Alternatively, the organophosphite may be used as a promoter with the metal cluster Co2 Ru(CO)11. This catalyst may be prepared by the method disclosed by Roland et al., Angew. Chem. Int. Ed. Engl., 20, 679 (1981).

The third of these compounds which may be advantageously promoted with an organophosphite is a carbyne-substituted cobalt compound having the formula R5 CCo3 (CO)9, wherein R5 is as defined above, in combination with Ru3 (CO)12. The carbyne-substituted cobalt carbonyl compounds may be prepared in accordance with the precedures taught in Inorganic Synthesis, Wiley-Interscience Pub., New York, Vol. 20, #53-B, pp. 226 et seq. (1980). As indicated above, this catalyst may be used with the organophosphite promotor with or without Ru3 (CO)12, but more preferably with the ruthenium component. The molar ratios of these two components in the latter combination, should optimally be in the range of about 10:1 to 1:10 and preferably about 5:1 to 1:5.

In yet a further embodiment of this invention, it has been found that phosphite-substituted cobalt and ruthenium complexes having the following formulas may also be employed as catalyst in the dealkoxyhydroxymethylation reactions of this process:

R5 CCo3 (CO)9-x (P(OR')3)x ;

Co2 (CO)7 P(OR')3 ; or

Ru3 (CO)12-x (P(OR')3)x 

wherein R5 and R' are as defined above, and x is an integer of from 1-3 inclusive.

These cobalt complexes may readily be prepared by the thermal displacement of the carbonyl groups of the corresponding cobalt carbonyl compounds, e.g. by heating the R5 CCo3 (CO)9 with a trisubstituted phosphite such as PPh3 at elevated temperature, followed, if necessary, by purification and separation by chromatography; Beurich et al, Chem. Ber., 114, 2542-67 (1981); while the euthenium complexes may be prepared in a similar fashion in accordance with the procedures of J. Organomet. Chem., 247, pp. 321-343 (1983).

Examples of preferred ruthenium- and cobalt-phosphite complexes include such compounds as triruthenium undecacarbonyl trineopentyl phosphite, and methyne tricobalt octacarbonyl trineopentyl phosphite.

DESCRIPTION OF THE PROCESS

The acetal dealkoxyhydroxymethylation reaction with syngas, as described above, utilizing the novel organophosphite-promoted cobalt carbonyl catalysts of this invention, may conveniently be conducted in a generally known manner whereby the desired acetal is reacted with syngas under elevated temperature and pressures for given periods of time, during which period the reaction mixture is actively stirred. In this reaction, the volume ratio of carbon monoxide to hydrogen in the syngas desirably is in the range of from about 1:5 to 5:1, and more preferably 1:3 to 3:1. Following rapid cooling, the reaction product is then recovered from the mixture in a routine manner.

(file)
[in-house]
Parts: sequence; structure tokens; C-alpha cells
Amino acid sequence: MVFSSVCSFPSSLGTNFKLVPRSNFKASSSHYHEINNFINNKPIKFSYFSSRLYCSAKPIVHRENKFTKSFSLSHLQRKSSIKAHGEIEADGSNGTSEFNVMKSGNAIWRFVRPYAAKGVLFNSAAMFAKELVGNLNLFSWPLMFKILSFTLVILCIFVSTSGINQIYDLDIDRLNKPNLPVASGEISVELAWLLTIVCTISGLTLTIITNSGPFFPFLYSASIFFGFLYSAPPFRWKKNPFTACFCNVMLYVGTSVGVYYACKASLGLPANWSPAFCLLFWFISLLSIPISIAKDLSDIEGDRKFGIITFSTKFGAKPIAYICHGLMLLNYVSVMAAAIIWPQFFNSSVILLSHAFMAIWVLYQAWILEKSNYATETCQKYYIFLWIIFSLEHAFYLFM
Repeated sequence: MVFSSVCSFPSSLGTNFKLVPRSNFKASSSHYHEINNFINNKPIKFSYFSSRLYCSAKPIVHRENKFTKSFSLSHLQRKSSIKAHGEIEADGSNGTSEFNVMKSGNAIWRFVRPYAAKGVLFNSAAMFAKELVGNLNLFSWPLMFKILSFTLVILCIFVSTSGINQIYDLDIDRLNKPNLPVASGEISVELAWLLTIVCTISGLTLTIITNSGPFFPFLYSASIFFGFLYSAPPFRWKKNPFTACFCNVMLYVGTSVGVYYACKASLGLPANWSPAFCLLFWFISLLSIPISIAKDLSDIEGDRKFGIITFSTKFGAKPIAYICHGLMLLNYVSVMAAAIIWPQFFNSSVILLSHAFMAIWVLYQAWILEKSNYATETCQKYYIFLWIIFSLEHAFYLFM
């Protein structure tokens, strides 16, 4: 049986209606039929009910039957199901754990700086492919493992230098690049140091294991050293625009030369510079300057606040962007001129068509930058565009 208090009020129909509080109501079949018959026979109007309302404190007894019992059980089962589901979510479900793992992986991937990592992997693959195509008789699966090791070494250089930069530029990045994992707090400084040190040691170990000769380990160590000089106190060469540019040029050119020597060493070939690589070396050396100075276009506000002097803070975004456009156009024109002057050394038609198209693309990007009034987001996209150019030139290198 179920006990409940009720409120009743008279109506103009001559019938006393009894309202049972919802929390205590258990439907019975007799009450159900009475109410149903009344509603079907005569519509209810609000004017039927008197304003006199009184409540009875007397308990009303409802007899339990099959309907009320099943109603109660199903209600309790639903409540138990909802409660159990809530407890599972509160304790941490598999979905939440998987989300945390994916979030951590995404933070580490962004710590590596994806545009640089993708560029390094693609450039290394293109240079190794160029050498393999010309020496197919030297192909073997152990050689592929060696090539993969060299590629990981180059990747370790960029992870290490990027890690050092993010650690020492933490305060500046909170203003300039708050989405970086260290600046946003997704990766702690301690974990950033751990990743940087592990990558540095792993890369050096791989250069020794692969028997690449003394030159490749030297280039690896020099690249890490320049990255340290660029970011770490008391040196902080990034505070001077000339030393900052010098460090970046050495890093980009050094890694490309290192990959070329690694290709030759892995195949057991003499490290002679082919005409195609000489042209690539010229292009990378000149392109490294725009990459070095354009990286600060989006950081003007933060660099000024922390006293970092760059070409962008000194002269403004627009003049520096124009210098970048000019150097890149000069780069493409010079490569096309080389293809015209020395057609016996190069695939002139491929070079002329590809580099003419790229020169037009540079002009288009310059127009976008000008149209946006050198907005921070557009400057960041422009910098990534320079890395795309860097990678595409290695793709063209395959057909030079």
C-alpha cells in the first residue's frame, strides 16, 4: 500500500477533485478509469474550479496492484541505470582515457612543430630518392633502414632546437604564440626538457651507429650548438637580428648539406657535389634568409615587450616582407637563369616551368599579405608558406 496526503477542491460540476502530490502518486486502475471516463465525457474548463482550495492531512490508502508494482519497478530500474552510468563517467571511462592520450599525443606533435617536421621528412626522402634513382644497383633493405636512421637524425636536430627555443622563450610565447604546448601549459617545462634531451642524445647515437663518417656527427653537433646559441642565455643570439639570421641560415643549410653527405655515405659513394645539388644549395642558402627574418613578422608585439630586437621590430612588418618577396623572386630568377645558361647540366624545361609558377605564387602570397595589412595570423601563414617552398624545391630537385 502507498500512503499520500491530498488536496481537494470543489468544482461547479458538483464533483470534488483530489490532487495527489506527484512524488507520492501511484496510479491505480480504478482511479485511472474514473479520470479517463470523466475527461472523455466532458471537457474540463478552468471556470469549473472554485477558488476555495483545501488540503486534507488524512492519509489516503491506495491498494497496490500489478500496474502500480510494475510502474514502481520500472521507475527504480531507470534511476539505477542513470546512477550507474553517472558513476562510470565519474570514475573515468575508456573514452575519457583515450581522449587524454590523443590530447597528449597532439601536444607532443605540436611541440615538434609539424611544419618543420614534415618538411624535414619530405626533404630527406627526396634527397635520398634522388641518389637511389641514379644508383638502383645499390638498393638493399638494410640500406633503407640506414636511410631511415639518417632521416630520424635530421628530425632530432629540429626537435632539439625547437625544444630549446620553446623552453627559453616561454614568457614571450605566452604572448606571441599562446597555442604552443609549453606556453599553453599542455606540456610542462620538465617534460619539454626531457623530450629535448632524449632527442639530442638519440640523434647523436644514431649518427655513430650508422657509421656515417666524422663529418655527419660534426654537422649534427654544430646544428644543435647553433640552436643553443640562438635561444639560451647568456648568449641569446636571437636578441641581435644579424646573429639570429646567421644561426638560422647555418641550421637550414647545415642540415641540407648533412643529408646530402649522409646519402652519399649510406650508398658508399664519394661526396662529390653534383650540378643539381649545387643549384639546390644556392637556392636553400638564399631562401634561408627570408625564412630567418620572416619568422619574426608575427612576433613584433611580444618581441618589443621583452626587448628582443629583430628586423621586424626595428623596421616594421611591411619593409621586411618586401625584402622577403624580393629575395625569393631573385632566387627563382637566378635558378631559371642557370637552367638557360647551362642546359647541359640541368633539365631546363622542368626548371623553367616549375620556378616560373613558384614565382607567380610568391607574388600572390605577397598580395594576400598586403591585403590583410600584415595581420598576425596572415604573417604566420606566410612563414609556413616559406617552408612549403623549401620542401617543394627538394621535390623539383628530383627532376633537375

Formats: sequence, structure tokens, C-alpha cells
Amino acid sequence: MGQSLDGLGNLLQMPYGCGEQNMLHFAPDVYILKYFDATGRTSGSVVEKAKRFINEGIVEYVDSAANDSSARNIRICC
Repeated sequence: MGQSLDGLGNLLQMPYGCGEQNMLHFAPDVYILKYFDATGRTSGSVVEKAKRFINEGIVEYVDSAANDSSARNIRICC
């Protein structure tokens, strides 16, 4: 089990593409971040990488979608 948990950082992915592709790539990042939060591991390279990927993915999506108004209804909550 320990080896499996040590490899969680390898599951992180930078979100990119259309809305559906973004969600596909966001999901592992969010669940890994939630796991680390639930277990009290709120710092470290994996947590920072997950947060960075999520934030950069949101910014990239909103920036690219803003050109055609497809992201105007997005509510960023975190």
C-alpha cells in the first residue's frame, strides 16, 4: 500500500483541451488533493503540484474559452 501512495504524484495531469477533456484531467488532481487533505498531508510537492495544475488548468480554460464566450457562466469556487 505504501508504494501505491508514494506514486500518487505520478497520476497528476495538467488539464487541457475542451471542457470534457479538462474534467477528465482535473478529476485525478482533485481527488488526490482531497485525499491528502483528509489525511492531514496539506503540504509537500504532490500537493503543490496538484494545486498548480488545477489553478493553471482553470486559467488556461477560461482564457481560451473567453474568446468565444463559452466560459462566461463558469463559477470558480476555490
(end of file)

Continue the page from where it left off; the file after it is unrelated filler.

In contrast to prior art reaction conditions described above, the catalysts of this invention advantageously permit the use of mild operating conditions. Thus, temperatures in the range of from about 100 to 200 C., and preferably about 125 to 175 C., pressures of from about 500 to 5000 psi, and preferably about 1000 to 3000 psi, may satisfactorily be employed. The reaction time is not critical and may range up to several hours, desirably about 1-6 hours.

The weight ratio, in grams, of phosphite promoter and catalyst, i.e., catalyst mixture to acetal, is desirably in the range of from about 1:1000-10:1, and preferably in the range of from about 1:100-1:1 in a batch reaction.

In a further embodiment of this invention, it has been found that highly advantageous effects may also be obtained in this dealkoxyhydroxymethylation process by the use of solvents with the acetal. The solvents which may be advantageously used comprise any polar or non-polar organic solvents which are inert to the conditions of the reaction. Included amongst these solvents are C1-12 alcohols, such as methanol, ethanol, butanol, 3-ethyl-2-hexanol and the like; ethers which will not cleave under the conditions of the reaction, such as glyme, diglyme, diphenyl ether and the like; aromatics and substituted aromatics such as benzene, toluene, xylene, chlorobenzene, dichlorobenzene, anisole, and the like.

The solvents may be employed in amounts of up to 90 volume percent of the reaction mixture, and preferably in amounts of about 20 to 80 percent.